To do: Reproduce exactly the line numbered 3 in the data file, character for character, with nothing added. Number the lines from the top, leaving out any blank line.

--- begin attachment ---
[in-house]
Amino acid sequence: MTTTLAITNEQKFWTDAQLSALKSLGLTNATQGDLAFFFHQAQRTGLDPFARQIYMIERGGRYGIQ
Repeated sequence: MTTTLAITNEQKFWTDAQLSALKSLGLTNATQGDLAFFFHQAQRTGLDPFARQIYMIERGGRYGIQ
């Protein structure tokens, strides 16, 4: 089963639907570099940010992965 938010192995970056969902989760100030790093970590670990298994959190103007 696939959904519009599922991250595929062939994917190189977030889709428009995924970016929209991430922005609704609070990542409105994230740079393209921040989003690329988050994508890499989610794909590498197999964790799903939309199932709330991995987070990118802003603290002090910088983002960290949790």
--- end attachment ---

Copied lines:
Repeated sequence: MTTTLAITNEQKFWTDAQLSALKSLGLTNATQGDLAFFFHQAQRTGLDPFARQIYMIERGGRYGIQ